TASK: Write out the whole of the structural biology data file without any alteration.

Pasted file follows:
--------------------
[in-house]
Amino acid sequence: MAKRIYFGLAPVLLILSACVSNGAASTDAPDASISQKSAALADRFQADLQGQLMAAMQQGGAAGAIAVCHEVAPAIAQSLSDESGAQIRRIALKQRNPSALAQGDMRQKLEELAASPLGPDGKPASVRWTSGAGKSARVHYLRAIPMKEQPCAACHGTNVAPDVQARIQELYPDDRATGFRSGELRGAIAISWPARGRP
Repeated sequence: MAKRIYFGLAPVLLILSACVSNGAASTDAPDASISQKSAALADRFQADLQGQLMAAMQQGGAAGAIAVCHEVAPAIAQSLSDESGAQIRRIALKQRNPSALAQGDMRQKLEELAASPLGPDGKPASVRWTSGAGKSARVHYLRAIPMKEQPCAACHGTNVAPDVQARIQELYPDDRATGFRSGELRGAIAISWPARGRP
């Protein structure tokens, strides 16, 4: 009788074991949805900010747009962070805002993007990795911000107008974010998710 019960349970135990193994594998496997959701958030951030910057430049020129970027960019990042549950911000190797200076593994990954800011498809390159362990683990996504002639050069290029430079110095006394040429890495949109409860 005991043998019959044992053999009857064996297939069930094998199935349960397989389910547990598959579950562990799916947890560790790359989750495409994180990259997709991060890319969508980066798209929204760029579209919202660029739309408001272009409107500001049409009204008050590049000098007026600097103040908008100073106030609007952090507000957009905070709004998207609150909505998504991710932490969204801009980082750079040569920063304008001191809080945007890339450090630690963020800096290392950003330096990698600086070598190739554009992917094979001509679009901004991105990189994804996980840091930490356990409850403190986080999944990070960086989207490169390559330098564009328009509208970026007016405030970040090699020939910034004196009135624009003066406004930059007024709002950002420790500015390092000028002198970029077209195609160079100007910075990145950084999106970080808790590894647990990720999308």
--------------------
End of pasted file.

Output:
[in-house]
Amino acid sequence: MAKRIYFGLAPVLLILSACVSNGAASTDAPDASISQKSAALADRFQADLQGQLMAAMQQGGAAGAIAVCHEVAPAIAQSLSDESGAQIRRIALKQRNPSALAQGDMRQKLEELAASPLGPDGKPASVRWTSGAGKSARVHYLRAIPMKEQPCAACHGTNVAPDVQARIQELYPDDRATGFRSGELRGAIAISWPARGRP
Repeated sequence: MAKRIYFGLAPVLLILSACVSNGAASTDAPDASISQKSAALADRFQADLQGQLMAAMQQGGAAGAIAVCHEVAPAIAQSLSDESGAQIRRIALKQRNPSALAQGDMRQKLEELAASPLGPDGKPASVRWTSGAGKSARVHYLRAIPMKEQPCAACHGTNVAPDVQARIQELYPDDRATGFRSGELRGAIAISWPARGRP
């Protein structure tokens, strides 16, 4: 009788074991949805900010747009962070805002993007990795911000107008974010998710 019960349970135990193994594998496997959701958030951030910057430049020129970027960019990042549950911000190797200076593994990954800011498809390159362990683990996504002639050069290029430079110095006394040429890495949109409860 005991043998019959044992053999009857064996297939069930094998199935349960397989389910547990598959579950562990799916947890560790790359989750495409994180990259997709991060890319969508980066798209929204760029579209919202660029739309408001272009409107500001049409009204008050590049000098007026600097103040908008100073106030609007952090507000957009905070709004998207609150909505998504991710932490969204801009980082750079040569920063304008001191809080945007890339450090630690963020800096290392950003330096990698600086070598190739554009992917094979001509679009901004991105990189994804996980840091930490356990409850403190986080999944990070960086989207490169390559330098564009328009509208970026007016405030970040090699020939910034004196009135624009003066406004930059007024709002950002420790500015390092000028002198970029077209195609160079100007910075990145950084999106970080808790590894647990990720999308």